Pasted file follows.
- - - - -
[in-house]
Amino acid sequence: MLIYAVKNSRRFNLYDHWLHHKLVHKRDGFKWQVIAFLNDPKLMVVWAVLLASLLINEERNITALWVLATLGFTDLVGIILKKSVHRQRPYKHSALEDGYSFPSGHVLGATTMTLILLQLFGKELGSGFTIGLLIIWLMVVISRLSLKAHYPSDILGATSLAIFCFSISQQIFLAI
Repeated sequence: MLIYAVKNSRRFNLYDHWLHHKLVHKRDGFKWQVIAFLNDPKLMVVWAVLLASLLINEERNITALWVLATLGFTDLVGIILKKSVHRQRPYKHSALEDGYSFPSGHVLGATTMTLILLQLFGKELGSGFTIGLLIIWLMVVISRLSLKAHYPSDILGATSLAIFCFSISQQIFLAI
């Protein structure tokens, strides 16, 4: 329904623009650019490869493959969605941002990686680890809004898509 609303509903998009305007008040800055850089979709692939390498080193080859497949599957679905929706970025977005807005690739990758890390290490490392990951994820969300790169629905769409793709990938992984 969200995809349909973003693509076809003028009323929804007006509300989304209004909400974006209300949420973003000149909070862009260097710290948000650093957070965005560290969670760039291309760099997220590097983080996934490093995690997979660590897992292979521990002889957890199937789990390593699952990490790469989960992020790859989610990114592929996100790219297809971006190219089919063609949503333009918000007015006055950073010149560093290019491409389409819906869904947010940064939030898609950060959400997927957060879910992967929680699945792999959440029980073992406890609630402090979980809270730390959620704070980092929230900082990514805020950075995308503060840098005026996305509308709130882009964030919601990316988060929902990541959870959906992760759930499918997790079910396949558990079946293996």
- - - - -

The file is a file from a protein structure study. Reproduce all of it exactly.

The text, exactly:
[in-house]
Amino acid sequence: MLIYAVKNSRRFNLYDHWLHHKLVHKRDGFKWQVIAFLNDPKLMVVWAVLLASLLINEERNITALWVLATLGFTDLVGIILKKSVHRQRPYKHSALEDGYSFPSGHVLGATTMTLILLQLFGKELGSGFTIGLLIIWLMVVISRLSLKAHYPSDILGATSLAIFCFSISQQIFLAI
Repeated sequence: MLIYAVKNSRRFNLYDHWLHHKLVHKRDGFKWQVIAFLNDPKLMVVWAVLLASLLINEERNITALWVLATLGFTDLVGIILKKSVHRQRPYKHSALEDGYSFPSGHVLGATTMTLILLQLFGKELGSGFTIGLLIIWLMVVISRLSLKAHYPSDILGATSLAIFCFSISQQIFLAI
């Protein structure tokens, strides 16, 4: 329904623009650019490869493959969605941002990686680890809004898509 609303509903998009305007008040800055850089979709692939390498080193080859497949599957679905929706970025977005807005690739990758890390290490490392990951994820969300790169629905769409793709990938992984 969200995809349909973003693509076809003028009323929804007006509300989304209004909400974006209300949420973003000149909070862009260097710290948000650093957070965005560290969670760039291309760099997220590097983080996934490093995690997979660590897992292979521990002889957890199937789990390593699952990490790469989960992020790859989610990114592929996100790219297809971006190219089919063609949503333009918000007015006055950073010149560093290019491409389409819906869904947010940064939030898609950060959400997927957060879910992967929680699945792999959440029980073992406890609630402090979980809270730390959620704070980092929230900082990514805020950075995308503060840098005026996305509308709130882009964030919601990316988060929902990541959870959906992760759930499918997790079910396949558990079946293996």